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U.S. Securities and Exchange Commission

Speech by SEC Commissioner:
Remarks Before the Exchequer Club


Commissioner Kathleen L. Casey

U.S. Securities and Exchange Commission

Washington, D.C.
January 14, 2009

Thank you, Karen, for that warm introduction and for the kind invitation to join you this afternoon. Before I begin, let me remind you that my remarks today represent my own views, and not necessarily those of the SEC or my fellow Commissioners.

I’d like to start with a word of thanks to many of you here today who have served as a great resource over recent months, providing valuable real-time information and “boots on the ground” intelligence about some of the stresses our markets and various market participants have endured. Your insights have been very helpful. In particular, let me thank you for mustering and sharing useful, timely information with the SEC at critical junctures. I look forward to working in that same open and cooperative spirit in the coming months as we welcome new leadership at the Commission and as we continue to address some of the ongoing challenges our markets face. Thank you again.

In that same spirit, I wanted to speak this afternoon about some of the issues the SEC faced in 2008, some of the lessons we are learning from a period of sustained market turmoil, and how I think these challenges should inform how the Commission approaches its mission as we move forward.

Like other financial regulators, policy makers, and market participants, we faced no shortage of issues in 2008 and I expect we will be absorbing lessons from these times for a long while to come. The key will be taking away the right lessons from recent events and ensuring that they inform how we address the challenges and risks that confront our markets today and in the future.

Short Selling

Any number of challenges could illustrate the point, but let me begin with short selling.

In the months following the precipitous fall of Bear Stearns last March, the Commission focused increasingly on the role and impact of potentially abusive naked short selling and other manipulative market practices in the securities of financial firms.

Last July, the SEC issued an emergency order aimed at preventing naked short selling in the securities of Fannie Mae, Freddie Mac, and certain primary dealers. The order came amid growing concerns about significant downward pressures on financial institutions identified by the Federal Reserve as “systemically important” and it required anyone effecting short sales in these securities to arrange beforehand to borrow the securities and deliver them at settlement.

After the expiration of that temporary order, diminishing market confidence continued and, indeed, grew more acute, culminating in the unprecedented events we witnessed in September, including at Fannie, Freddie, AIG, and Lehman Brothers.

As a result, the SEC took further action in mid September, adopting three key short-selling provisions that still remain in effect:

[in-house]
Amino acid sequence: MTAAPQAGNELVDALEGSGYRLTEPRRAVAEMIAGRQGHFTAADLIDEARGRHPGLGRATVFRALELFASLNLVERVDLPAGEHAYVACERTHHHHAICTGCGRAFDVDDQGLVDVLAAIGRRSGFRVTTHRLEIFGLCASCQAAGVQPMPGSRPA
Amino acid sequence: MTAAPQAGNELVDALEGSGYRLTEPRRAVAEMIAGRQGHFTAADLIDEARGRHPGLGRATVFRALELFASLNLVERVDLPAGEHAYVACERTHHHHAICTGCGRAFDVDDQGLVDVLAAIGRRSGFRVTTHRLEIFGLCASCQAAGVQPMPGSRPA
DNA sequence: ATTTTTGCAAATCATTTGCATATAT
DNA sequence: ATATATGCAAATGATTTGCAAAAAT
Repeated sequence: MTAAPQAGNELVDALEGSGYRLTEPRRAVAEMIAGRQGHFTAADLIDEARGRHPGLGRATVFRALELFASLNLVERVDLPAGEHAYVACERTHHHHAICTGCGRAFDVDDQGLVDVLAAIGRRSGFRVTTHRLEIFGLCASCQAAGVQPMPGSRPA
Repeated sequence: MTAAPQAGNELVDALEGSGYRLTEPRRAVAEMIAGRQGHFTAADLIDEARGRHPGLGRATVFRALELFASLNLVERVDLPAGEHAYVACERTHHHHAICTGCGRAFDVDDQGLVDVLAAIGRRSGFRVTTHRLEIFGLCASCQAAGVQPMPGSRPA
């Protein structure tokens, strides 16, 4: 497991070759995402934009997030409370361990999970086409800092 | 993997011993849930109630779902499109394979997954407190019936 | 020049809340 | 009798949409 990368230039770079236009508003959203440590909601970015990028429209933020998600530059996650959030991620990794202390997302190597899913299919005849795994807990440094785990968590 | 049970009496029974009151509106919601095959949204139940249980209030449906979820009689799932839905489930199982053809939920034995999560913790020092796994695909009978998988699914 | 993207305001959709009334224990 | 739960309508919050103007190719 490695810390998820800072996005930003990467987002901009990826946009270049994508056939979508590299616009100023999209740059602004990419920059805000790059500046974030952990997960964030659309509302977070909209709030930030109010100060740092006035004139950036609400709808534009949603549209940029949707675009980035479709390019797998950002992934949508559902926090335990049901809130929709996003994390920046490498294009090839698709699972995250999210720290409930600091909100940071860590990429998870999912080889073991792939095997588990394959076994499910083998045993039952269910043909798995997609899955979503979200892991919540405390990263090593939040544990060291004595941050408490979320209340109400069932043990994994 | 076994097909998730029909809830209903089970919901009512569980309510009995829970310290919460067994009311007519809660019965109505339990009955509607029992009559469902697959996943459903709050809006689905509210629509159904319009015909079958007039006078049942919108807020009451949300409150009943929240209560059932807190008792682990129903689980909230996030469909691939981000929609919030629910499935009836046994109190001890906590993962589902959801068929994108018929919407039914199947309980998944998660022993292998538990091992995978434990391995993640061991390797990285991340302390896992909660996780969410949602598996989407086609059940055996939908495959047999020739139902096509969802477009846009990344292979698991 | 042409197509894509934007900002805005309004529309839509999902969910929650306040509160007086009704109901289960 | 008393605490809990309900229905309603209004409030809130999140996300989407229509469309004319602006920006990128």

• a requirement that short sellers and their broker-dealers deliver securities by close of business three days after the sale transaction date, or T+3;
  • a rule eliminating the options market maker exception from the close-out requirement of Regulation SHO; and
  • a new antifraud rule, Rule 10b-21, which expressly targets fraudulent short-selling transactions.

The very next day, and with great reluctance, the SEC took even more extraordinary action by issuing an emergency order prohibiting short selling in the securities of a wide array of financial institutions.

We took these actions in close consultation with the Federal Reserve and Treasury. In addition, the SEC also consulted and sought to coordinate with other securities regulators around the world. From the outset, the short sale ban was intended to be a temporary protective measure to give Congress and the Administration the requisite time to adopt broader stabilization measures. After the Emergency Economic Stabilization Act of 2008 was signed into law in early October, the ban expired, as planned, three business days later.

While the effects of the ban, as well as the previous emergency orders, are still being formally studied, we know, based on the review of the SEC’s Office of Economic Analysis, as well as studies and feedback from both academics and market participants, that the short selling ban created significant disruptions and distortions in markets and across the business activities of a wide spectrum of financial market participants.

At the time, undertaking such action required us to balance several important considerations. We had real fears about the downside of such a ban.

While extraordinary market conditions and great pressure led us to impose these temporary measures, we sought to carefully balance concerns about potentially abusive short selling against the likelihood of increased volatility, diminished liquidity, and inhibited price discovery. We also know that emergency actions by their very nature can add a further element of uncertainty to an already sensitive market environment and that such uncertainty may actually contribute to market instability.